Leaving the EU energy market could slow vital development and drive up the cost of imported power.
That’s according to the National Grid, which has warned the move could increase Britain’s likelihood of not being able to ‘keep the lights on’.
Around 9% of UK energy currently comes from European imports – this would be likely to increase in price.
A number of new power links are planned for the next decade, which are intended to replace closing fossil fuel generation sites with cheaper electricity from the continent.
National Grid said that each 1GW of new electricity interconnector capacity could reduce Britain’s wholesale power prices by up to 2%, with 5GW equating to roughly £1 billion of savings.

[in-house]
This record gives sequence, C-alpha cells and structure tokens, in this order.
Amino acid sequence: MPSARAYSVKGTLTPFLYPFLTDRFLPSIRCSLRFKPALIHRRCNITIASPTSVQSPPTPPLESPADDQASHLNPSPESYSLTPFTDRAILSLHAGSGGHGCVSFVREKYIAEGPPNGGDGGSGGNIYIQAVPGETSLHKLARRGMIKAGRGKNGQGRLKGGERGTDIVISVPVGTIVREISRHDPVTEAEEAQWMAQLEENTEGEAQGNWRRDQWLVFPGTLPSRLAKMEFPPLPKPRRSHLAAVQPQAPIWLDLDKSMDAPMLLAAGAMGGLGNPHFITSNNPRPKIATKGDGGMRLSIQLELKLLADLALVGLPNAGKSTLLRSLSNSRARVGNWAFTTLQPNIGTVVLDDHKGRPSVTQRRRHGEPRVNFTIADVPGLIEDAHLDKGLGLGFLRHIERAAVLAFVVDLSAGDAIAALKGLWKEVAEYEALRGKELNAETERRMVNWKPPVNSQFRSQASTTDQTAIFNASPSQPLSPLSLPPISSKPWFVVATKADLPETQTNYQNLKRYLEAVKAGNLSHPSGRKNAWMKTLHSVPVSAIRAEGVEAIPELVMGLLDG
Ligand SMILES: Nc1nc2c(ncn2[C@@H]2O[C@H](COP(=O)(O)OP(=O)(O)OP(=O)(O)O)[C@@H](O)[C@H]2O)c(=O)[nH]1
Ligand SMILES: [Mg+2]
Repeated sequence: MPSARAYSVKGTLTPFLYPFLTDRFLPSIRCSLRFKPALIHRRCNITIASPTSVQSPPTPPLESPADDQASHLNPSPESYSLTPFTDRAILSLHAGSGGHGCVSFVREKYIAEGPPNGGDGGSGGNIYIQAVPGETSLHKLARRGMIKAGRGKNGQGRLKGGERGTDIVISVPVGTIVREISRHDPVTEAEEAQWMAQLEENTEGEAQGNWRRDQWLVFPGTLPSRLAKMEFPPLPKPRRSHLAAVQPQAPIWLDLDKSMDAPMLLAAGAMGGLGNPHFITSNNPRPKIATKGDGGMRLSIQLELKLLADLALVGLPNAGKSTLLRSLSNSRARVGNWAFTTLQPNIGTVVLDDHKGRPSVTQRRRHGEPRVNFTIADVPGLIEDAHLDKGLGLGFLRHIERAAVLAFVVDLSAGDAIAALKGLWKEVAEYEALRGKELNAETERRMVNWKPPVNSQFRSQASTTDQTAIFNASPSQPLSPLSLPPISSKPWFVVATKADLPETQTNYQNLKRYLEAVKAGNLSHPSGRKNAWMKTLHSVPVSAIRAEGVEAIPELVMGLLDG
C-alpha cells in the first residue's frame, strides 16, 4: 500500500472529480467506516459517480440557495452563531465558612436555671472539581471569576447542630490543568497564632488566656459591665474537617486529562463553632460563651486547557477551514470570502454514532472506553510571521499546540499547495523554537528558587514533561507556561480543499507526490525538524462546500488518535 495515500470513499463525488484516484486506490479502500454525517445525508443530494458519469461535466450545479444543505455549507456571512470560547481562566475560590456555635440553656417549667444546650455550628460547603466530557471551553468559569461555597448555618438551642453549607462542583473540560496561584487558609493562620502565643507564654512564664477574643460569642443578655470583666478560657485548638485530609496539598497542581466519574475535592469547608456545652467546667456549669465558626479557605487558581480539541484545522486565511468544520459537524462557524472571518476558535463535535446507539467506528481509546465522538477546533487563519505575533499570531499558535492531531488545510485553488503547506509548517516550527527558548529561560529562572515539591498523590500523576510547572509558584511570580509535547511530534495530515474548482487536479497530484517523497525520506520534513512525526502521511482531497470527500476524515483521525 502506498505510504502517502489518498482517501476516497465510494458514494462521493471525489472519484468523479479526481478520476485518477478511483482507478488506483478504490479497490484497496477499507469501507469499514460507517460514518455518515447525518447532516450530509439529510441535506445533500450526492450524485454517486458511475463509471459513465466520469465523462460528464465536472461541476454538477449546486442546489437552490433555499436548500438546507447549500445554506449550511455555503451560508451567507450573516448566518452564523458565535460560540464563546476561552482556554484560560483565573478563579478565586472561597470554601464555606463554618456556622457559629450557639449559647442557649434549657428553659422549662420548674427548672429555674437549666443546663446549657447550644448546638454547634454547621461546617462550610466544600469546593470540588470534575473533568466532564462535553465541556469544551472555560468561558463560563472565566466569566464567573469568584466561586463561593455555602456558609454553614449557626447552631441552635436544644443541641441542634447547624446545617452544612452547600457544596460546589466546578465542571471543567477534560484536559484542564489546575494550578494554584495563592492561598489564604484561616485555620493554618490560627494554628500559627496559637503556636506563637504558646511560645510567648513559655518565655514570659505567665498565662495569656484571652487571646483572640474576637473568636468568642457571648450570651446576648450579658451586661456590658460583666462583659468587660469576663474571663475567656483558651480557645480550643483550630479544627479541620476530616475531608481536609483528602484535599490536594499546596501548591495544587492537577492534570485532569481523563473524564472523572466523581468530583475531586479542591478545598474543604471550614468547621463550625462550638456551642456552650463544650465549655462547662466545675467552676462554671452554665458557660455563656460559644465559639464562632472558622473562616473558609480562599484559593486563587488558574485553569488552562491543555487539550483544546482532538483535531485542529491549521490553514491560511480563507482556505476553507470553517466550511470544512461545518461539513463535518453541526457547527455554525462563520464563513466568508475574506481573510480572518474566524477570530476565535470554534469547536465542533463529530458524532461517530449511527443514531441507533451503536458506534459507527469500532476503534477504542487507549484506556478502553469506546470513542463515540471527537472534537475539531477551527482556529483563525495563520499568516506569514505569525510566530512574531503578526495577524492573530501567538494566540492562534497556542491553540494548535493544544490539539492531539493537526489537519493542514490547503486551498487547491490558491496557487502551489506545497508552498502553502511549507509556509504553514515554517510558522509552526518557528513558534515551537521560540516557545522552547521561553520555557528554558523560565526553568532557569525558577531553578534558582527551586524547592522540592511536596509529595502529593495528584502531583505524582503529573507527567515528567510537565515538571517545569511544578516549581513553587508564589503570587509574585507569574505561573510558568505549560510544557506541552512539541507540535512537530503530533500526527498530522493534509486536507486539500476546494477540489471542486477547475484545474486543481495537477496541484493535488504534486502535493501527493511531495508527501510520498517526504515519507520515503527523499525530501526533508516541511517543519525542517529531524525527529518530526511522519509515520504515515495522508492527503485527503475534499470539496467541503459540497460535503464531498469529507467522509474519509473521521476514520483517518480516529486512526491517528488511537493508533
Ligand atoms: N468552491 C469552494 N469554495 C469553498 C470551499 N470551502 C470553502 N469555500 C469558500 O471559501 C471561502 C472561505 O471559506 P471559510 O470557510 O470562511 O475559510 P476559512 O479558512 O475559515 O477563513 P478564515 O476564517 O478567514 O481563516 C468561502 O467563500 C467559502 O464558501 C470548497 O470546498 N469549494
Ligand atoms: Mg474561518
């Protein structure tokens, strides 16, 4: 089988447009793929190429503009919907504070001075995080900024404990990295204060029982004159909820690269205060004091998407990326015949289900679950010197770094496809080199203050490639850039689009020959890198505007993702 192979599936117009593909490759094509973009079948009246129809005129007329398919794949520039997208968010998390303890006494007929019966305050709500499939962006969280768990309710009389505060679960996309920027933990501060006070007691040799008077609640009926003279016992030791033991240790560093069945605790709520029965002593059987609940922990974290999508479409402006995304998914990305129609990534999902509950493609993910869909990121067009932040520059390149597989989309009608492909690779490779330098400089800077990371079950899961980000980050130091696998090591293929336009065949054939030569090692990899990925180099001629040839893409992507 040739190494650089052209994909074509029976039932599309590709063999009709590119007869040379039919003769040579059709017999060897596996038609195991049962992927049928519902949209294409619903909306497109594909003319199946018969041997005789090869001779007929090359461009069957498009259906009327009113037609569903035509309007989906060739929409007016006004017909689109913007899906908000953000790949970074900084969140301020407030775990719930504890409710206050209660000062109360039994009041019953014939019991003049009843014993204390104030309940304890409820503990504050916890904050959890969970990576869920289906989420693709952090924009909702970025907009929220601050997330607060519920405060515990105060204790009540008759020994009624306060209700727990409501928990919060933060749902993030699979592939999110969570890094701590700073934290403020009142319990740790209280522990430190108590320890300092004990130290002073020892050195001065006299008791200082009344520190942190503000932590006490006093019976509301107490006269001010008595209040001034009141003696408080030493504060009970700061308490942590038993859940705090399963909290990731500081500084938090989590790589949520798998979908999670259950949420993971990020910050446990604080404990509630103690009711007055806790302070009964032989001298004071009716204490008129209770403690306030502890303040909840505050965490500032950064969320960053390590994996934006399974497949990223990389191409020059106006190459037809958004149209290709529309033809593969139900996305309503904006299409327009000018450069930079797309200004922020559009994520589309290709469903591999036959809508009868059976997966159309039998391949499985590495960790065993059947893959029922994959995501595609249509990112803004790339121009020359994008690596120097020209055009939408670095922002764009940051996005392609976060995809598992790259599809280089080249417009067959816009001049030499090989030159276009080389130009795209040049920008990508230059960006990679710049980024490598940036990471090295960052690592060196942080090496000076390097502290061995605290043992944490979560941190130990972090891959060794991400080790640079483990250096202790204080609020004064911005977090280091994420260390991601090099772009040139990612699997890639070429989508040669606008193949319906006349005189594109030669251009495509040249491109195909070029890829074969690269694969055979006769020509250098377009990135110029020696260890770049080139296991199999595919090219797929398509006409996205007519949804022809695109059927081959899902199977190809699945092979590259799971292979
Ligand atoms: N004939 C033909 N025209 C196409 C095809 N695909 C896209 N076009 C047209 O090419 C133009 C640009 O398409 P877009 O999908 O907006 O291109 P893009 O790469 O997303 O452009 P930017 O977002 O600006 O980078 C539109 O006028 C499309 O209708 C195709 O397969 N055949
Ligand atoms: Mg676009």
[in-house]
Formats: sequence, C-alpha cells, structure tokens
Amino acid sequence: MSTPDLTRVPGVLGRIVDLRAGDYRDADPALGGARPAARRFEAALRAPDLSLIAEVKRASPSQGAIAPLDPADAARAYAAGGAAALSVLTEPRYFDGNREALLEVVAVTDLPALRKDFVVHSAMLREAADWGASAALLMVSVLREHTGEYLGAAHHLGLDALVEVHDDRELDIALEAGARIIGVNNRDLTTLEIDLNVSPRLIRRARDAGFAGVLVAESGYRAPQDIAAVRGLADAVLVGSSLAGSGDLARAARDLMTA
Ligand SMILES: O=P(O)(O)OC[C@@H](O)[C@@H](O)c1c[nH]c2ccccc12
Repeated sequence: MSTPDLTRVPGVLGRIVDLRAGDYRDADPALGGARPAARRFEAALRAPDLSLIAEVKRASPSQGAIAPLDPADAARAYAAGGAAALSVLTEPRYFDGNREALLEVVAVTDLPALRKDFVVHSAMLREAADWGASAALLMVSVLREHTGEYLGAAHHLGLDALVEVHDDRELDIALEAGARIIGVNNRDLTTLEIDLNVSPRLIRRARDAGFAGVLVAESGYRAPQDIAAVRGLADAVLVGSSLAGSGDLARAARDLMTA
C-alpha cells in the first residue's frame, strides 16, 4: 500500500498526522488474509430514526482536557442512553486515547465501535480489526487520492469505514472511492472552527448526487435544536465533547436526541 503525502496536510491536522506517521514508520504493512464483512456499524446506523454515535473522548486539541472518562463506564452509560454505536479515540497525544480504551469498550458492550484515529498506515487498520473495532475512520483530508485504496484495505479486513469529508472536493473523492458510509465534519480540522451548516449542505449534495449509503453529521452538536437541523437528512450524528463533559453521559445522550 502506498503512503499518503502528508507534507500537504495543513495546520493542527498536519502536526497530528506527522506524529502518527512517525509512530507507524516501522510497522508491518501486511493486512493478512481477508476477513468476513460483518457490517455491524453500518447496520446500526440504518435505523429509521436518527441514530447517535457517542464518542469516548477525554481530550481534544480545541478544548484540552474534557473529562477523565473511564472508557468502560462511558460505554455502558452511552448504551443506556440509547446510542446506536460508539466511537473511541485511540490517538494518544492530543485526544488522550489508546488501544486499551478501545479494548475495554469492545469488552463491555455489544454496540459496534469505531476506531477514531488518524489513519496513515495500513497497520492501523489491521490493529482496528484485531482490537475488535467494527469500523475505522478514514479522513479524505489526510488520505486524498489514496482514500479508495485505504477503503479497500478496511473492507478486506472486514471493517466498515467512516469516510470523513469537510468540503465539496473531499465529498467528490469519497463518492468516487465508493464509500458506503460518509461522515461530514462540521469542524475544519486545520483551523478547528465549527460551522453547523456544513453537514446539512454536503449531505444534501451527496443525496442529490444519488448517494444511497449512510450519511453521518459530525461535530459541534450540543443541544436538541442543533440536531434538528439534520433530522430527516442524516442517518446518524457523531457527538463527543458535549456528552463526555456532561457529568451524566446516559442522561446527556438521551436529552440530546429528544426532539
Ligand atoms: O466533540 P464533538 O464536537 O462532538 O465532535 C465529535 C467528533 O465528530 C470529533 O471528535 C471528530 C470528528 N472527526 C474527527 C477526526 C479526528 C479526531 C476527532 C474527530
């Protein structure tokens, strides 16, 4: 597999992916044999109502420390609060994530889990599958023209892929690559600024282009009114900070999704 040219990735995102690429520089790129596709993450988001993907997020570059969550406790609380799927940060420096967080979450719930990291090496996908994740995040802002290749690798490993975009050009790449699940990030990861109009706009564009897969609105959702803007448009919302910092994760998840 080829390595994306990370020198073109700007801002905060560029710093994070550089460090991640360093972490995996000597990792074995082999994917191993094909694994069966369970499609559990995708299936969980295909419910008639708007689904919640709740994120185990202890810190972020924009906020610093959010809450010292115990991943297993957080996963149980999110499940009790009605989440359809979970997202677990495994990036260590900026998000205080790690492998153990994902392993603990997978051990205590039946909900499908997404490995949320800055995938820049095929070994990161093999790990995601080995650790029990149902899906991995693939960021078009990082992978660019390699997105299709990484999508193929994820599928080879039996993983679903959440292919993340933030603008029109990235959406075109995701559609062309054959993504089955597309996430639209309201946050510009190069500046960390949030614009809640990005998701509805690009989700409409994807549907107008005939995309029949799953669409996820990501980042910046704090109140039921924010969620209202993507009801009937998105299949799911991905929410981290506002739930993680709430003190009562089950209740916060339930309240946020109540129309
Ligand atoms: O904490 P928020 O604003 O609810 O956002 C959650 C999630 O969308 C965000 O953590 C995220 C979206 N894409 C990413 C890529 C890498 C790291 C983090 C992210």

The National Grid said: “However, for interconnectors to be economically viable, they must be able to sell their capacity to traders and therefore require efficient and robust trading arrangements between the two countries.”
Britain currently has access to tariff-free electricity trading with Europe but the National Grid suggested leaving could make trading more difficult.
“While alternative arrangements can be put in place that would allow trade to continue these are unlikely to be as effective or efficient,” it added.
The UK’s attractiveness to renewable investors has fallen to an all-time low, with uncertainty caused by Brexit being one of the factors.